Thomas Sowell

 At one time, courts took seriously the 14th Amendment's guarantee of equal rights for all, regardless of where they lived and voted. Courts even enforced the 5th Amendment's guarantee of property rights.

 In other words, local voters and local politicians could not arbitrarily deprive other people of the right to come in and buy and use property as they saw fit, simply because some planning consultants or planning commissions preferred that they do otherwise. But Constitutional protection of property rights is no longer "in the mainstream" of fashionable legal thinking.

 Let's go back to square one. The people who bought homes in a neighborhood 40 years ago did not buy the neighborhood, nor did they pay for a guarantee that the neighborhood would stay the same for 40 years, much less in perpetuity.

 The only way the government can give current residents such a guarantee is to take away other people's property rights, which exist precisely in order to keep politicians at bay.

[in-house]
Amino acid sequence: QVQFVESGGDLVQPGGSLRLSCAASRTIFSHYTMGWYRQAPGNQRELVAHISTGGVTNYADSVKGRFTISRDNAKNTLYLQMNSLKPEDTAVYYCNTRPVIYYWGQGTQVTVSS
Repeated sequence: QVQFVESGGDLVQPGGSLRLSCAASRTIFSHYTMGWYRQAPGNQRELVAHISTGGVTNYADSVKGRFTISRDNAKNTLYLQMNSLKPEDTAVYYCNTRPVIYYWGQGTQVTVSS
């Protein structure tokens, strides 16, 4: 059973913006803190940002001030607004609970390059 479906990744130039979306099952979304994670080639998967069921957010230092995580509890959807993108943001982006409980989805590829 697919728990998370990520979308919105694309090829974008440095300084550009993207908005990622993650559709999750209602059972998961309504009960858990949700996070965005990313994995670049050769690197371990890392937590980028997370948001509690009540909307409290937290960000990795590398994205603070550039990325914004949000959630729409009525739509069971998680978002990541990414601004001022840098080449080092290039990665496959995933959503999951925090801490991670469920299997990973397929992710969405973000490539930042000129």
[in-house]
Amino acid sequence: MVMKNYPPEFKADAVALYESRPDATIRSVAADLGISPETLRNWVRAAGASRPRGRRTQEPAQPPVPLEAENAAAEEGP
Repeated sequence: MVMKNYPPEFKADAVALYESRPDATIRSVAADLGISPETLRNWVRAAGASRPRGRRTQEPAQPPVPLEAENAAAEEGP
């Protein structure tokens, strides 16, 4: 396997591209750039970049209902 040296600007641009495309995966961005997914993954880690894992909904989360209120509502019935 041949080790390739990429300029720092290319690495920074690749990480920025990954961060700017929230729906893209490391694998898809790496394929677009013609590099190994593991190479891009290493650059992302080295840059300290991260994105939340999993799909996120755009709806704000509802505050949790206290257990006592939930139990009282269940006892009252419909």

Buying a chance and asking the government to turn that chance into a guarantee has become a common occurrence under spoiled brat politics.

 When you buy a home with a great view of the ocean, you do not pay for a guarantee that nothing will ever be built between you and the ocean. You ask politicians to give that to you, at someone else's expense.

 Some people even call that idealism because you are "preserving" something good. But preserving it from whom? And why is what you want more important than what they want?

Thomas Sowell

Thomas Sowell is a senior fellow at the Hoover Institute and author of The Housing Boom and Bust.

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